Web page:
A Nigerian court reserved judgment on a challenge against sharia law in the mostly Muslim northern state of Kano in a case that will test the authority of Islamic religious law in Africa’s most populous country.
Nigeria’s constitution is neutral on religion. The country is divided between the largely Christian south and mostly Muslim north. Kano is one of the foremost states that enforce sharia law, including the death penalty against blasphemy.
In 2020, a 22-year-old singer, Yahaya Aminu Sharif, was sentenced to death while a teenager was jailed for 10 years by Kano Sharia Court over accusations of blasphemy. The ruling drew an international outcry and the secular branch of the state’s high court freed the teenager but ordered a retrial for Sharif.
In a brief hearing, Sharif’s lawyer Kola Alapinni asked the court to declare the sharia penal code unconstitutional and free the singer.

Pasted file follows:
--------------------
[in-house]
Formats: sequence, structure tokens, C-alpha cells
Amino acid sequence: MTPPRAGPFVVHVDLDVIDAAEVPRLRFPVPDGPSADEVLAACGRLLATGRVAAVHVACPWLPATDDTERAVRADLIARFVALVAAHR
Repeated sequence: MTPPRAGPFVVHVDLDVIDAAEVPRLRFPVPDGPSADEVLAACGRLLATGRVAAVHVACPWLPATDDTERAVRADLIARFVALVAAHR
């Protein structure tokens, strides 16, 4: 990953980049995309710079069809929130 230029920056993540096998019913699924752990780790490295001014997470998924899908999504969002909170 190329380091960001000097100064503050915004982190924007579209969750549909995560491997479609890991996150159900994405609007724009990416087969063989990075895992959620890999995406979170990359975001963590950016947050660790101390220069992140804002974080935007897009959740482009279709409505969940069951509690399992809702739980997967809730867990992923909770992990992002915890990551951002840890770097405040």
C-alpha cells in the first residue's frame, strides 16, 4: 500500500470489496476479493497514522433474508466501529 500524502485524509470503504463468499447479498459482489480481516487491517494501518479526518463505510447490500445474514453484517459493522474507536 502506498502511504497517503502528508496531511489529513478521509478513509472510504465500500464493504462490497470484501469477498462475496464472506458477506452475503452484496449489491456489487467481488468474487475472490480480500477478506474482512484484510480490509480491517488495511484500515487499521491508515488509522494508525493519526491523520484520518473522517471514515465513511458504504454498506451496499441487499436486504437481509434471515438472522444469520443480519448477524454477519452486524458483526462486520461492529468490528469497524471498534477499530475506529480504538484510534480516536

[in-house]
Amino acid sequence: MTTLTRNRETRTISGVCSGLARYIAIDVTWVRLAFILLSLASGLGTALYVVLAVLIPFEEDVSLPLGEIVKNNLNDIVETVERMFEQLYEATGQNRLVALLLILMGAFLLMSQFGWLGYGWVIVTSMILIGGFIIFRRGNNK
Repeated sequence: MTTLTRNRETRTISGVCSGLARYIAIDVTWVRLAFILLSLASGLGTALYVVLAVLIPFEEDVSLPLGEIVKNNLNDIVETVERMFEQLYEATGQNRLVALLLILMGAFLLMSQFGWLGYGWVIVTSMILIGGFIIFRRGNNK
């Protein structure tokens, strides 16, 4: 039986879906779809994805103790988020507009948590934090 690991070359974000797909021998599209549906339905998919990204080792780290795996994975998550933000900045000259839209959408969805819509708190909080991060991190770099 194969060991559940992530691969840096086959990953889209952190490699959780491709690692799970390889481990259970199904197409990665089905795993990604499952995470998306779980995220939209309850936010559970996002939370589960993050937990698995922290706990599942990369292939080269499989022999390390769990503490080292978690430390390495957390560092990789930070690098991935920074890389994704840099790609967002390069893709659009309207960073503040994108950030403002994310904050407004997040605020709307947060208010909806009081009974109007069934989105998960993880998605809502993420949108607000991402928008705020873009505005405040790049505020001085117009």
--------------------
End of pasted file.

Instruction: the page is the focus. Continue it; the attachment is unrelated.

Sharif was not in court for the hearing. He is being kept in a prison outside Kano for his safety after protesters destroyed his home last year, forcing his family to flee, Alapinni said.
Security was tight, with police cordoning off the courthouse and maintaining a heavy presence on the main route to the court.
Kano state prosecutors asked the court to dismiss the appeal and uphold the High Court decision for a retrial. They argued that “there is nothing in the enactment of the sharia penal code which runs contrary to the spirit of the constitution.”
Three judges heard the case and said a ruling would come before October.
Religious tensions in the country of over 200 million people are common and often turn violent as some resort to mob rule.